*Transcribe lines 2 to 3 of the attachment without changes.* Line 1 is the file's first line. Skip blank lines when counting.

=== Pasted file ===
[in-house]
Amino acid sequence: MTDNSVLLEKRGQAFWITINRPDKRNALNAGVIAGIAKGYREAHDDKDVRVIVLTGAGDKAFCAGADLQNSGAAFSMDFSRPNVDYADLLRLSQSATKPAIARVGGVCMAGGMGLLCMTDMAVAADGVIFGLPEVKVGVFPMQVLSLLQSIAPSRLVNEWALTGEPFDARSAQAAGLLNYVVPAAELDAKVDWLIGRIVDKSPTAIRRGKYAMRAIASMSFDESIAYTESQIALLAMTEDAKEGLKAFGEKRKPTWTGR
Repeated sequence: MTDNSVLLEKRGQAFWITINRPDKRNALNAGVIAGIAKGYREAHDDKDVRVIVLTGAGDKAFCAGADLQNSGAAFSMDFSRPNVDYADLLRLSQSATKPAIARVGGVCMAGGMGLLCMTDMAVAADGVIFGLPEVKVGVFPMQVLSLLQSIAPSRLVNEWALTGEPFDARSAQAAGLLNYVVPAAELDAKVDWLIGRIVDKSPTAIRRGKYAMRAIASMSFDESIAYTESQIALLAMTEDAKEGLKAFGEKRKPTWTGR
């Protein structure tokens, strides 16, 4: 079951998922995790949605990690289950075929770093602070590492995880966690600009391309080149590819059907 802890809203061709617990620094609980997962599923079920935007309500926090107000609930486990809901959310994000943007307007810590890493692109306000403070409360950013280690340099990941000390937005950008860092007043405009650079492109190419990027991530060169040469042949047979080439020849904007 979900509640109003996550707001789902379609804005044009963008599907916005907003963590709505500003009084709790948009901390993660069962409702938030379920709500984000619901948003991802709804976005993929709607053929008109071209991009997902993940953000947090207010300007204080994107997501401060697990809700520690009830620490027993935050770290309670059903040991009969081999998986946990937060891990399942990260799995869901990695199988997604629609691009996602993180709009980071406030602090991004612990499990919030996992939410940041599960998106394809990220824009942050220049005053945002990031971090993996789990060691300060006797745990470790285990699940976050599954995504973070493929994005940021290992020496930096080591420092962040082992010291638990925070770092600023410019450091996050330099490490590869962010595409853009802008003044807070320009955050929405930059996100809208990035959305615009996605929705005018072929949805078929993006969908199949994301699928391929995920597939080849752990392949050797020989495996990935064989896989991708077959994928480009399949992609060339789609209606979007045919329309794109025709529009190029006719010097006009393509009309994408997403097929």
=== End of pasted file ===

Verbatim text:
Amino acid sequence: MTDNSVLLEKRGQAFWITINRPDKRNALNAGVIAGIAKGYREAHDDKDVRVIVLTGAGDKAFCAGADLQNSGAAFSMDFSRPNVDYADLLRLSQSATKPAIARVGGVCMAGGMGLLCMTDMAVAADGVIFGLPEVKVGVFPMQVLSLLQSIAPSRLVNEWALTGEPFDARSAQAAGLLNYVVPAAELDAKVDWLIGRIVDKSPTAIRRGKYAMRAIASMSFDESIAYTESQIALLAMTEDAKEGLKAFGEKRKPTWTGR
Repeated sequence: MTDNSVLLEKRGQAFWITINRPDKRNALNAGVIAGIAKGYREAHDDKDVRVIVLTGAGDKAFCAGADLQNSGAAFSMDFSRPNVDYADLLRLSQSATKPAIARVGGVCMAGGMGLLCMTDMAVAADGVIFGLPEVKVGVFPMQVLSLLQSIAPSRLVNEWALTGEPFDARSAQAAGLLNYVVPAAELDAKVDWLIGRIVDKSPTAIRRGKYAMRAIASMSFDESIAYTESQIALLAMTEDAKEGLKAFGEKRKPTWTGR